There’s a common belief that cats are antisocial and indifferent creatures, but this assumption has been challenged. A Japanese study has just shown that cats pay much more attention to humans and other cats than we think.
Saho Takagi, an Azabu University fellow, led the research in collaboration with other campuses. Her team found out that domestic cats can recognize the names of their owners and feline friends when uttered.
The animal expert told The Asahi Shimbun :
“What we discovered is astonishing. I want people to know the truth. Felines do not appear to listen to people’s conversations, but as a matter of fact, they do.”
An experiment based on names and faces
The researchers sought to see if cats could recognize the names of their “buddy” felines. For their study, the researchers focused on 48 cats from households with many pets.
The researchers sat the cats down and made them listen to human voices calling out the names of other cats in the home. The photographs of named cats and others were then shown on a monitor to see how they reacted.
The findings revealed that felines spent more time gazing at images of nameless cats, implying that they had already recognized the names of the kittens they lived with. Saho Takagi remarked:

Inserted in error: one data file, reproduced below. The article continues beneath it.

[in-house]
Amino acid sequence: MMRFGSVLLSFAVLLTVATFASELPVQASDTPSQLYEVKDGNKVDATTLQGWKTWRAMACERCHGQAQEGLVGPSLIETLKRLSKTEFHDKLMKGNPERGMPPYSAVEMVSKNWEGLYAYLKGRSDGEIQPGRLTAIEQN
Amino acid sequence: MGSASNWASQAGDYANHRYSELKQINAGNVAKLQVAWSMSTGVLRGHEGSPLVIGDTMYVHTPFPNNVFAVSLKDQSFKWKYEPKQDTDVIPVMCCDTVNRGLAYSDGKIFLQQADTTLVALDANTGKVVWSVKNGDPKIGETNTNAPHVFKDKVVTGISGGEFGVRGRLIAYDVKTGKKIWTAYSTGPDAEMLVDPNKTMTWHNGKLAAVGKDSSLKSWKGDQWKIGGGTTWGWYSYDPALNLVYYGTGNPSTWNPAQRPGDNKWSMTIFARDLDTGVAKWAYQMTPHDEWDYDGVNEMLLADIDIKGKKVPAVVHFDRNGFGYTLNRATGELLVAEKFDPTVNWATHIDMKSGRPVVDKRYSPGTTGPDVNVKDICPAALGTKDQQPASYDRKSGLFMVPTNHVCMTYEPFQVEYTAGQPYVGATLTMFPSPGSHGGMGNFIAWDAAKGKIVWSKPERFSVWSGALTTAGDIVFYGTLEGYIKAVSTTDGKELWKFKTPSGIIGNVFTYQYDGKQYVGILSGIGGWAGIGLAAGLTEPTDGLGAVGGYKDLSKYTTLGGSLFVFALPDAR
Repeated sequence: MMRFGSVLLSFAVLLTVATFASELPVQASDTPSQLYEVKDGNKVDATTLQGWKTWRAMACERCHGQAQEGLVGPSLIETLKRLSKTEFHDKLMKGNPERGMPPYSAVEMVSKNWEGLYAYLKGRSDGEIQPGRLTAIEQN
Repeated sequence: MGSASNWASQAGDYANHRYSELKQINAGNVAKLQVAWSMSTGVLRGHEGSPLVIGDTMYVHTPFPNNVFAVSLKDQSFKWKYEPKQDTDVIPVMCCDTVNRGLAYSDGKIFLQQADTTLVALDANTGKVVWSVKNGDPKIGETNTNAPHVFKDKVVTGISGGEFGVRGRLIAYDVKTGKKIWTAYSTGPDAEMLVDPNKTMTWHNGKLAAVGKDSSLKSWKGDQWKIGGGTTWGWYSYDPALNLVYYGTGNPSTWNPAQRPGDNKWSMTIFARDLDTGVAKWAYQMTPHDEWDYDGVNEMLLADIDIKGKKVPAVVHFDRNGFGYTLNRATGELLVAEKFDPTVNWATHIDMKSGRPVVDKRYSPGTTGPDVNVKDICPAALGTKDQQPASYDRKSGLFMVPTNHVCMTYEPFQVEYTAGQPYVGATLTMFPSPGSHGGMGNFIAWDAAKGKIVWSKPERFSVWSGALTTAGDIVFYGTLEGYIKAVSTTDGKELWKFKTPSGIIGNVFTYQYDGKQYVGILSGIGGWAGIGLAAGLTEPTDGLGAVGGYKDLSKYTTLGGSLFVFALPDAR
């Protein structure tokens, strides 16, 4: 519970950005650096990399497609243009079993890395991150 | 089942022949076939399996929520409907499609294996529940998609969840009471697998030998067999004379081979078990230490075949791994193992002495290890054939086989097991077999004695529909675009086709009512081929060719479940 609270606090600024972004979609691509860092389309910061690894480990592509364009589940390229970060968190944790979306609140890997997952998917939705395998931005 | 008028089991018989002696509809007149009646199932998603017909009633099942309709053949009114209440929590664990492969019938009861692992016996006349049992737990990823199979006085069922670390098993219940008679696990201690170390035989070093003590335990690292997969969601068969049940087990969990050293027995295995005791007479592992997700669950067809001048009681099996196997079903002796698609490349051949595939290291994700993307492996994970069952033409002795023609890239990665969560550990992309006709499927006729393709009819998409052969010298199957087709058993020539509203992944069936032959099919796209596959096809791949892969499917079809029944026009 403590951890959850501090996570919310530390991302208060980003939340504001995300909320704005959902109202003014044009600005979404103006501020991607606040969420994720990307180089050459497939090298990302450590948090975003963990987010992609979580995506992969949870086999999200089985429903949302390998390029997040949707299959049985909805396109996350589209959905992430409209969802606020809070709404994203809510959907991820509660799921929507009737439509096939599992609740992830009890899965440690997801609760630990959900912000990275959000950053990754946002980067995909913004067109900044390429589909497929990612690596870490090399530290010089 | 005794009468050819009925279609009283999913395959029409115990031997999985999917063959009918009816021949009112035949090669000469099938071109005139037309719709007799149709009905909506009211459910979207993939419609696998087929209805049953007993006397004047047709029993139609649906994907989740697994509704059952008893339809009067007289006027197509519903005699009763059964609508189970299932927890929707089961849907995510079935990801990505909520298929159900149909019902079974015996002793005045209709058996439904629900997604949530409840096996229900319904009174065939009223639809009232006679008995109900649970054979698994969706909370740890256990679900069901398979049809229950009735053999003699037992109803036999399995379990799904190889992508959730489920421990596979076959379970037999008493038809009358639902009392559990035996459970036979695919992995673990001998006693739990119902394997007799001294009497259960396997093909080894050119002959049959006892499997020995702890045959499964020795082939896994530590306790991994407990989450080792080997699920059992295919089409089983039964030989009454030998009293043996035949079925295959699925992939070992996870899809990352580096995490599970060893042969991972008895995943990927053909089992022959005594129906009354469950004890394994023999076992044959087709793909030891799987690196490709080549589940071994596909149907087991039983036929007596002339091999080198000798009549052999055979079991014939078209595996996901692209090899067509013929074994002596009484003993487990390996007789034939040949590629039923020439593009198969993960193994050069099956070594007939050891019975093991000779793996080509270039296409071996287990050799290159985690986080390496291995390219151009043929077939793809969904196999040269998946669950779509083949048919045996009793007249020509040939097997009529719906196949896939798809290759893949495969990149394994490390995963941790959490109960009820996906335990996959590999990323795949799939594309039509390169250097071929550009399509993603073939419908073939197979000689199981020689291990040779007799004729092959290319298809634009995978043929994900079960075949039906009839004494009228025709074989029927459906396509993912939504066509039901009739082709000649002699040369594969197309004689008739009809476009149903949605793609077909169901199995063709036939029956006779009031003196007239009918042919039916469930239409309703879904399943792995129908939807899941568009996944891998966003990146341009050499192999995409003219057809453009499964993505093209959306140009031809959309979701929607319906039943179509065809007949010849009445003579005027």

“These results indicate that only the domestic cats anticipated a specific cat’s face when they heard the cat’s name, suggesting that they matched the name of the stimulating cat with the specific individual.”
The survey also investigated whether domestic cats can recognize different human family members. Felines from larger households tended to stare longer at nameless people’s facial photos.
The same experiment was repeated with the owner’s name and a correct or incorrect picture of the owner. Again, the results were similar: the interviewed cats took more time to look at the picture when it did not represent their master.
This implies that the cat recognized the owner’s name but could not associate it with the incorrect photo. Conversely, the cats had an easier time remembering the names of other cats with whom they lived.
According to the researchers’ findings, the cats would be much more familiar with the names of their fellow cats because a rivalry for food exists between the felines. The study suggests:
“A cat may receive food when the owner calls it by name, but not when it calls another cat’s name,”
Nevertheless, the researchers admit they don’t know why cats retain the names of humans and other cats. Nor do they understand why cats learn the names and faces of other cats. There are clearly more studies that need to be done.